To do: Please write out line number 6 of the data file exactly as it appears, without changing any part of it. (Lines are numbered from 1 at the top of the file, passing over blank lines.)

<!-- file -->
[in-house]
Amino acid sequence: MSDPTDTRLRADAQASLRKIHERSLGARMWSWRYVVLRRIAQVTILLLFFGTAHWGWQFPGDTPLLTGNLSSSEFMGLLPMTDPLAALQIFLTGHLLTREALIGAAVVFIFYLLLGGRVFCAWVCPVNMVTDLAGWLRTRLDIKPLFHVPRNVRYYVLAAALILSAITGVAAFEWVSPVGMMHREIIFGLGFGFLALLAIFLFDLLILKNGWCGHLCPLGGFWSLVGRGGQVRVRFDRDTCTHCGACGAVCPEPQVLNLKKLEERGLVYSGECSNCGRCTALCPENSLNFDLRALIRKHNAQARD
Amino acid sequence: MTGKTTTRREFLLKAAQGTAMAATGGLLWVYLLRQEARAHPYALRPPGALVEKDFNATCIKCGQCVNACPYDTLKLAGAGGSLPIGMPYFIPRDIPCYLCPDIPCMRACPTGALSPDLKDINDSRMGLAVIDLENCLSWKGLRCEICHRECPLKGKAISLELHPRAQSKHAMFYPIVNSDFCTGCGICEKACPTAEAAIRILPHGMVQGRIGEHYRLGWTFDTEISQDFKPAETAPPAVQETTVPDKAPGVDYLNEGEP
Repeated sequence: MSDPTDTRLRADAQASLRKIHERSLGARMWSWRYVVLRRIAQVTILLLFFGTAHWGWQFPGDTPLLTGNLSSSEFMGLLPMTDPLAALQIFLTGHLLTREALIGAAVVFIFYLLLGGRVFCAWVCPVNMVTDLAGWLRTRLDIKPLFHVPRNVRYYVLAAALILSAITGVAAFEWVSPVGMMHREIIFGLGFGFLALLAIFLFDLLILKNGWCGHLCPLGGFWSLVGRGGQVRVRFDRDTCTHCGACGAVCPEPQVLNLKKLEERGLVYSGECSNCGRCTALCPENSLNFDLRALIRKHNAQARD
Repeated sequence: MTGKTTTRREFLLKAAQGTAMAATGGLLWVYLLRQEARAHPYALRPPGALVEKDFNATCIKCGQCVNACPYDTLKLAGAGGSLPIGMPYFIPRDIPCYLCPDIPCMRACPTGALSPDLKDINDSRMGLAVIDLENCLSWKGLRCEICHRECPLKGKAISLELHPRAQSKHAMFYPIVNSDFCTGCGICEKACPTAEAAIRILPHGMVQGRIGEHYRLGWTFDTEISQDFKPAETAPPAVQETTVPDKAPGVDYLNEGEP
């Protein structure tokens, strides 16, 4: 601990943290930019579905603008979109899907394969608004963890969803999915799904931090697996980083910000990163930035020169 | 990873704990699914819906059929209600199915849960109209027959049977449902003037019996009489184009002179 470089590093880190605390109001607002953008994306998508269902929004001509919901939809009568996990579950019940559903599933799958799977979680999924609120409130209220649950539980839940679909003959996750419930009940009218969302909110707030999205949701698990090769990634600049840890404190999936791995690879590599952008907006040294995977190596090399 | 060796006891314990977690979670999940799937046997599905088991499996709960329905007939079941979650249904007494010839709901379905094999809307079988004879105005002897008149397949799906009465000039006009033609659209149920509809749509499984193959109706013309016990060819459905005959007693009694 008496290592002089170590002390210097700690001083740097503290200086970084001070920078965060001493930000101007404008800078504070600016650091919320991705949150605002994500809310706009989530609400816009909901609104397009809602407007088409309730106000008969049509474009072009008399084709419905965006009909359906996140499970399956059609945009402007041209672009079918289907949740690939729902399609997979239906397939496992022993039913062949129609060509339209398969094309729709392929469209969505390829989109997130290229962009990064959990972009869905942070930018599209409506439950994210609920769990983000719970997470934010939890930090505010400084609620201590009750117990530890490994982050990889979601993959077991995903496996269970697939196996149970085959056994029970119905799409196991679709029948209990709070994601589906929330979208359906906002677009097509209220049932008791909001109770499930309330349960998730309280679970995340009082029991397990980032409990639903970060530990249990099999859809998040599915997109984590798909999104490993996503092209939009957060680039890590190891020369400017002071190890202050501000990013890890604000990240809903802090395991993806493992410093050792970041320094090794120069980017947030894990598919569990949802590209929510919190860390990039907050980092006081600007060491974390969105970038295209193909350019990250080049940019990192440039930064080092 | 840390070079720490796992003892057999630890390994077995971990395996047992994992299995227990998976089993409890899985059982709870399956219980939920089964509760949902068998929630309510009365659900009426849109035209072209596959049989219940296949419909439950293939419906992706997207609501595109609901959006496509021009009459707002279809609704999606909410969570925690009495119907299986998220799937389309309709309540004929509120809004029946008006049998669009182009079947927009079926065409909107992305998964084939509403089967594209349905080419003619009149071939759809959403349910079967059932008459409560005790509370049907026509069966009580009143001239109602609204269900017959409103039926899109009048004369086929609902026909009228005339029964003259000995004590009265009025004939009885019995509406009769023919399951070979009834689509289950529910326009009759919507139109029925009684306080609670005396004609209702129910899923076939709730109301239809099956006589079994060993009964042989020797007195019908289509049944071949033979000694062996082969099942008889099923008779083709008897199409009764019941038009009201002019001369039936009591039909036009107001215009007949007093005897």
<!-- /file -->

């Protein structure tokens, strides 16, 4: 601990943290930019579905603008979109899907394969608004963890969803999915799904931090697996980083910000990163930035020169 | 990873704990699914819906059929209600199915849960109209027959049977449902003037019996009489184009002179 470089590093880190605390109001607002953008994306998508269902929004001509919901939809009568996990579950019940559903599933799958799977979680999924609120409130209220649950539980839940679909003959996750419930009940009218969302909110707030999205949701698990090769990634600049840890404190999936791995690879590599952008907006040294995977190596090399 | 060796006891314990977690979670999940799937046997599905088991499996709960329905007939079941979650249904007494010839709901379905094999809307079988004879105005002897008149397949799906009465000039006009033609659209149920509809749509499984193959109706013309016990060819459905005959007693009694 008496290592002089170590002390210097700690001083740097503290200086970084001070920078965060001493930000101007404008800078504070600016650091919320991705949150605002994500809310706009989530609400816009909901609104397009809602407007088409309730106000008969049509474009072009008399084709419905965006009909359906996140499970399956059609945009402007041209672009079918289907949740690939729902399609997979239906397939496992022993039913062949129609060509339209398969094309729709392929469209969505390829989109997130290229962009990064959990972009869905942070930018599209409506439950994210609920769990983000719970997470934010939890930090505010400084609620201590009750117990530890490994982050990889979601993959077991995903496996269970697939196996149970085959056994029970119905799409196991679709029948209990709070994601589906929330979208359906906002677009097509209220049932008791909001109770499930309330349960998730309280679970995340009082029991397990980032409990639903970060530990249990099999859809998040599915997109984590798909999104490993996503092209939009957060680039890590190891020369400017002071190890202050501000990013890890604000990240809903802090395991993806493992410093050792970041320094090794120069980017947030894990598919569990949802590209929510919190860390990039907050980092006081600007060491974390969105970038295209193909350019990250080049940019990192440039930064080092 | 840390070079720490796992003892057999630890390994077995971990395996047992994992299995227990998976089993409890899985059982709870399956219980939920089964509760949902068998929630309510009365659900009426849109035209072209596959049989219940296949419909439950293939419906992706997207609501595109609901959006496509021009009459707002279809609704999606909410969570925690009495119907299986998220799937389309309709309540004929509120809004029946008006049998669009182009079947927009079926065409909107992305998964084939509403089967594209349905080419003619009149071939759809959403349910079967059932008459409560005790509370049907026509069966009580009143001239109602609204269900017959409103039926899109009048004369086929609902026909009228005339029964003259000995004590009265009025004939009885019995509406009769023919399951070979009834689509289950529910326009009759919507139109029925009684306080609670005396004609209702129910899923076939709730109301239809099956006589079994060993009964042989020797007195019908289509049944071949033979000694062996082969099942008889099923008779083709008897199409009764019941038009009201002019001369039936009591039909036009107001215009007949007093005897």